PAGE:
I'm going to copy and paste what I said in a similar question:
"Not all lessons require technology. As with anything, a teacher has to assess the best methods of how to teach a lesson and should not shoehorn technology – or anything else – into that lesson without thought or purpose. I agree that our lessons should be authentic and allow students the freedom to explore hands-on without resorting to pre-made data or simulations. It is not the technology that is so important but how you use it. You have to judge what is better for your students’ learning.
Having said that, we have to remember that a thermometer is technology. So are cameras, sensors, meters, and so forth. I would argue that technology is more than just computers, are very hands-on and should be utilized as much as possible. What is more authentic: spending inordinate amounts of time hand-drawing graphs or charts of lab data; or using a spreadsheet to generate clean information and identify trends quickly? Should students draw pictures or take photographs and videos? There are excellent apps that allow students to share ideas and communicate their understanding. Cell phones have become incredible tools for science."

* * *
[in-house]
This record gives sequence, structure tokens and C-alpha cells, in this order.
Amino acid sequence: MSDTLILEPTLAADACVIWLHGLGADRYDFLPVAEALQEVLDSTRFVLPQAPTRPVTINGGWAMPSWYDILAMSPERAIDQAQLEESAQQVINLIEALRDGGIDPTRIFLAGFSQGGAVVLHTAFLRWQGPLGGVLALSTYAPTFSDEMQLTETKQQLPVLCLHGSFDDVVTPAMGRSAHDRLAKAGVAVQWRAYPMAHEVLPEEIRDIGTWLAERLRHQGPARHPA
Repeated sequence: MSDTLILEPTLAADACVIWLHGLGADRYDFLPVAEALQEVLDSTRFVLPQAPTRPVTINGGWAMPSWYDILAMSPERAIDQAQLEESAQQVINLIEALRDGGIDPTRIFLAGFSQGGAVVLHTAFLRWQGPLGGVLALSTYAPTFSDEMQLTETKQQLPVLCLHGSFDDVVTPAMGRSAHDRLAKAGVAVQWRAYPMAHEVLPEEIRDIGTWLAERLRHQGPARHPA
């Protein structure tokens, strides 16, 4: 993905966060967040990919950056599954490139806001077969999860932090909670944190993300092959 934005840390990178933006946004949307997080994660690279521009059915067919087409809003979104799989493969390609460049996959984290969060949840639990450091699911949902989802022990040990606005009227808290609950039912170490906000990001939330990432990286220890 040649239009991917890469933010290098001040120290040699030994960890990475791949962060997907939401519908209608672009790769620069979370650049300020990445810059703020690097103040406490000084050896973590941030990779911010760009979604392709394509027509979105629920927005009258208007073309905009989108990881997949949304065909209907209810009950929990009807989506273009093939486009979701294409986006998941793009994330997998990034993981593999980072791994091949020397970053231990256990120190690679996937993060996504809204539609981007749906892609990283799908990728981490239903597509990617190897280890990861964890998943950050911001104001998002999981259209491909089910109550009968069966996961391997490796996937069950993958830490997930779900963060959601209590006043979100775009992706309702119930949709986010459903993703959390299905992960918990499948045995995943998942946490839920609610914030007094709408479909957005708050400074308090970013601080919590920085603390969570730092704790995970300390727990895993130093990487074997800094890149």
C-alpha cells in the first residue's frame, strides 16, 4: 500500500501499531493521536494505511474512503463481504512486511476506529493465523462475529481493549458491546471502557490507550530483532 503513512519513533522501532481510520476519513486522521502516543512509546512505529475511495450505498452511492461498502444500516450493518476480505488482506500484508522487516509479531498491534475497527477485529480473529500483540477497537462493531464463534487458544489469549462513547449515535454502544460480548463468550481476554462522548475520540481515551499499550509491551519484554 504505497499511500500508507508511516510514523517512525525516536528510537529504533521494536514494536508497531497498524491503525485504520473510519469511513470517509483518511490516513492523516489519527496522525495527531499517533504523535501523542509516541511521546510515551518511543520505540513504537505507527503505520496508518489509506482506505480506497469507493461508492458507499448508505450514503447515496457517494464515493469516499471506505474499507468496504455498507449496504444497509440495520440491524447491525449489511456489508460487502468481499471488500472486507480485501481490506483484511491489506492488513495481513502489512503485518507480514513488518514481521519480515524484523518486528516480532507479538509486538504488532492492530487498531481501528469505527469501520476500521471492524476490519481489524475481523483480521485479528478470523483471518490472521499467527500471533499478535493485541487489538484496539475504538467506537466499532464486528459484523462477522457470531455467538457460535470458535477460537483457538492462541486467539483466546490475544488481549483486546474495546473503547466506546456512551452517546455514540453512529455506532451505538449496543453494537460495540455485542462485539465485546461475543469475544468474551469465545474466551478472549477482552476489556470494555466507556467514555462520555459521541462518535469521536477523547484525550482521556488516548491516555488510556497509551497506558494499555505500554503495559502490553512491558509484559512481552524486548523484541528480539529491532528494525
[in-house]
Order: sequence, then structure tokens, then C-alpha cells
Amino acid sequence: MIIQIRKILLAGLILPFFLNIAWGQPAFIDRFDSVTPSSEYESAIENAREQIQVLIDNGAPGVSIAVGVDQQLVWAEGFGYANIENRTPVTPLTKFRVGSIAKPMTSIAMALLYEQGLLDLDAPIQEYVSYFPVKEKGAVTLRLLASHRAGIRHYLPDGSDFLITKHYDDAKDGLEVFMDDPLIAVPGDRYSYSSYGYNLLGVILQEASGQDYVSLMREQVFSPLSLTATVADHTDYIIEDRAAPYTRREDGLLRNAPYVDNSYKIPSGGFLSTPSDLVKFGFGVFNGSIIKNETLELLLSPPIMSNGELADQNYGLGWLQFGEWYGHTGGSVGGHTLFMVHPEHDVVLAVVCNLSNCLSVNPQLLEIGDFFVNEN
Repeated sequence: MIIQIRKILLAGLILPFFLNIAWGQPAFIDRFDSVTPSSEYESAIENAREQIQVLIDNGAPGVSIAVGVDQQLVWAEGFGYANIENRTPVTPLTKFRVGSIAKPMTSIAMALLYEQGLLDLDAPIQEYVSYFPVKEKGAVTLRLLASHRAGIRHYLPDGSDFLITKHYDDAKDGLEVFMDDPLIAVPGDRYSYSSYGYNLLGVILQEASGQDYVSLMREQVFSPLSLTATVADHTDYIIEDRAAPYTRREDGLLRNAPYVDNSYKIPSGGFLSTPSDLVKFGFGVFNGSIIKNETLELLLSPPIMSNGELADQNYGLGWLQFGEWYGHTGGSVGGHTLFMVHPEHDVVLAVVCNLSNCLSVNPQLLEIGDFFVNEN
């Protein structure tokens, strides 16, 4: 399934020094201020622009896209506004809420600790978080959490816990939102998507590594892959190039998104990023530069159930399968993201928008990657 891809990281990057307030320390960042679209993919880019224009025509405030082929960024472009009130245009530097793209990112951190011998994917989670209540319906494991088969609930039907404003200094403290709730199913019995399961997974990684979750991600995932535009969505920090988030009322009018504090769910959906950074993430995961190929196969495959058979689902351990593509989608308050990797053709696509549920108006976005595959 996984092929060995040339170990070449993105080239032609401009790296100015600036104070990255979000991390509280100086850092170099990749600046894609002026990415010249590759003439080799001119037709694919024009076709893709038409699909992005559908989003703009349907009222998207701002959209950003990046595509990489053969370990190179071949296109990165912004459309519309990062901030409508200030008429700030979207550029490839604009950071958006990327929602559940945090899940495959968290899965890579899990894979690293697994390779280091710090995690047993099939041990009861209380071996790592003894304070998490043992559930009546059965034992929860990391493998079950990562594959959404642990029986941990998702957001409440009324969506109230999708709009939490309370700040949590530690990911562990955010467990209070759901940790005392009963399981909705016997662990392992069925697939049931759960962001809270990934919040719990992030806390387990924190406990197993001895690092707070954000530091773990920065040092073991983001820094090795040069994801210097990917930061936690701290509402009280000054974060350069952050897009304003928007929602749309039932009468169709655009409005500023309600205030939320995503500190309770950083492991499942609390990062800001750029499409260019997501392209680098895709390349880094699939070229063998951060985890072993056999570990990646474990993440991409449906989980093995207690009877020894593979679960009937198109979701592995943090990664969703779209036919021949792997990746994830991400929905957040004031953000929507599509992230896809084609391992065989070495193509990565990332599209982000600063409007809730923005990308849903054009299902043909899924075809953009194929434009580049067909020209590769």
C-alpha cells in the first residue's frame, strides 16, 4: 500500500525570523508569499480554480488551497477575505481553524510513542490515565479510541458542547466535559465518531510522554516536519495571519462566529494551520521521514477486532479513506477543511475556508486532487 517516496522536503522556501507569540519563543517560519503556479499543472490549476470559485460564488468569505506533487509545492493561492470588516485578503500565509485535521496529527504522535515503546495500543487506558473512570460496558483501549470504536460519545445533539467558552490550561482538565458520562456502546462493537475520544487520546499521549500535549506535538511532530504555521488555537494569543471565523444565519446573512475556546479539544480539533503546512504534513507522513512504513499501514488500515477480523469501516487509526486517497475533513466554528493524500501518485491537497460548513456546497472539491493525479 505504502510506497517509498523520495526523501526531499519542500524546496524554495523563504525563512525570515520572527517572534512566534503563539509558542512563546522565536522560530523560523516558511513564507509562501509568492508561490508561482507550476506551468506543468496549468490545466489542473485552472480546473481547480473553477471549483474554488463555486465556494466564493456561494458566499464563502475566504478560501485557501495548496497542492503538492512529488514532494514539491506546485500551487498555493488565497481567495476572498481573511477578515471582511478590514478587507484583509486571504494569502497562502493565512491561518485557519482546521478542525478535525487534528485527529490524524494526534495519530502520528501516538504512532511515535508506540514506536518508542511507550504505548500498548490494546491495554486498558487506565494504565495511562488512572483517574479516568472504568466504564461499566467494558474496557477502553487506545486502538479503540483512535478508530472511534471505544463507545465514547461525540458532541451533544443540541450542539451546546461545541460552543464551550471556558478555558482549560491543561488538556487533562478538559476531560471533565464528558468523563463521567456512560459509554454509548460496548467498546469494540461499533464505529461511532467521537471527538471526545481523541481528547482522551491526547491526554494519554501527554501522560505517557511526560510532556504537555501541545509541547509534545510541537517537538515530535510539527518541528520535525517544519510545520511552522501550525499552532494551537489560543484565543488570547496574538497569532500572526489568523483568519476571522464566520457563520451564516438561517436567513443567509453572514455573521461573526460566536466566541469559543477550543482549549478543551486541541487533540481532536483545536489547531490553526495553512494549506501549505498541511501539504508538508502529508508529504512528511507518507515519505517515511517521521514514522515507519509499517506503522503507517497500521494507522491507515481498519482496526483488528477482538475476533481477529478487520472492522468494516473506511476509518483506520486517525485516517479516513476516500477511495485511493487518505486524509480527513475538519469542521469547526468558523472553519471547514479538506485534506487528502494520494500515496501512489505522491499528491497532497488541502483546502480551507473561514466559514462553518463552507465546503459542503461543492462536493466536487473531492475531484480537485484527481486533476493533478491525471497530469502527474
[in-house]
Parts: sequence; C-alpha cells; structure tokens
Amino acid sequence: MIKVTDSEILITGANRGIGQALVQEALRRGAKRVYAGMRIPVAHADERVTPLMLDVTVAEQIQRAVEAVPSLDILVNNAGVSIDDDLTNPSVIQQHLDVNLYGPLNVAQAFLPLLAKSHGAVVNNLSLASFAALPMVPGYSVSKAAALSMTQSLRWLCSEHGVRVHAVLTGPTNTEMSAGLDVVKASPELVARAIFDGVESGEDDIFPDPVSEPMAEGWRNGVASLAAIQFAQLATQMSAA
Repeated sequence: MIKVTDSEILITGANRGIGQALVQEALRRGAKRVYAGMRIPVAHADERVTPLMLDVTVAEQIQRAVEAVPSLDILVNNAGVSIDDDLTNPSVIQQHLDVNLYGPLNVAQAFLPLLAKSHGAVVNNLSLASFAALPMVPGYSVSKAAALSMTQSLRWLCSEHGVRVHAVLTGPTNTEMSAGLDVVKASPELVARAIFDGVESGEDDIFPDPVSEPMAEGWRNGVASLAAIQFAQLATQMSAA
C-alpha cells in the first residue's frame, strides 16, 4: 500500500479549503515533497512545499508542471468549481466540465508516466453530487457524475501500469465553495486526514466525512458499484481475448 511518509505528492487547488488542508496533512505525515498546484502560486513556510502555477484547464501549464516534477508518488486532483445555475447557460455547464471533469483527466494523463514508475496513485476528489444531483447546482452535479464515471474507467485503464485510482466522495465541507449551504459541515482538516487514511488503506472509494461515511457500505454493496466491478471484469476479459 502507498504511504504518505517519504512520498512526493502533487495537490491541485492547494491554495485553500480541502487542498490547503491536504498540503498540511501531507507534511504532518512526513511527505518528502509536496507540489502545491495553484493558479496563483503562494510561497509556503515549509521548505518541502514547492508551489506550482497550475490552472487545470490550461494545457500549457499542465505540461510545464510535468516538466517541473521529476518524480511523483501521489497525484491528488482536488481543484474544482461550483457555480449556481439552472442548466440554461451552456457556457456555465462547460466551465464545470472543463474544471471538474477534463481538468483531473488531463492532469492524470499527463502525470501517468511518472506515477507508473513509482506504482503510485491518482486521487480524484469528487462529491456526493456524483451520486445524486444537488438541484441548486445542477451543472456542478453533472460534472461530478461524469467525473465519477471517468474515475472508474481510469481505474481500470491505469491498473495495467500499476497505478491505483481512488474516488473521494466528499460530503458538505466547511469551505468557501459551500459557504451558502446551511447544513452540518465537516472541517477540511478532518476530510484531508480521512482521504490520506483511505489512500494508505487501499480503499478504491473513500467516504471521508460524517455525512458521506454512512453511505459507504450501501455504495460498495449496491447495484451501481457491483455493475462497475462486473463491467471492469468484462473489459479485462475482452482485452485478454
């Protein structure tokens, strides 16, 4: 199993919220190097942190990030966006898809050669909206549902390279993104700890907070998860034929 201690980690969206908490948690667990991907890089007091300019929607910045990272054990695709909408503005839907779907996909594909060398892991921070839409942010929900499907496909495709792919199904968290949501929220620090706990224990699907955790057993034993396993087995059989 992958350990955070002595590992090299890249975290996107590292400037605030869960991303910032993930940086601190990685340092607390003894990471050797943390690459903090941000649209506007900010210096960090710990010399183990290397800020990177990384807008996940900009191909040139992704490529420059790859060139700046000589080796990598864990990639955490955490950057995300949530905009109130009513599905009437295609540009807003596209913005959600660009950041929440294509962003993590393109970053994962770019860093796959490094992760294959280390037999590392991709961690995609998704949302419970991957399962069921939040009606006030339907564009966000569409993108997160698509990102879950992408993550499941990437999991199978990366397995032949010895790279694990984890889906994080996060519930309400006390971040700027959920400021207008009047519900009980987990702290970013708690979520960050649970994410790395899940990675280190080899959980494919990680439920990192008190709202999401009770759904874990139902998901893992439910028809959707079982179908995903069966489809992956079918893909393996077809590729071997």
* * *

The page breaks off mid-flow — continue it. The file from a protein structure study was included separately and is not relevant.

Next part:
As John Dewey said, "If we teach today as we taught yesterday, we rob our children of tomorrow."
Hope this helps!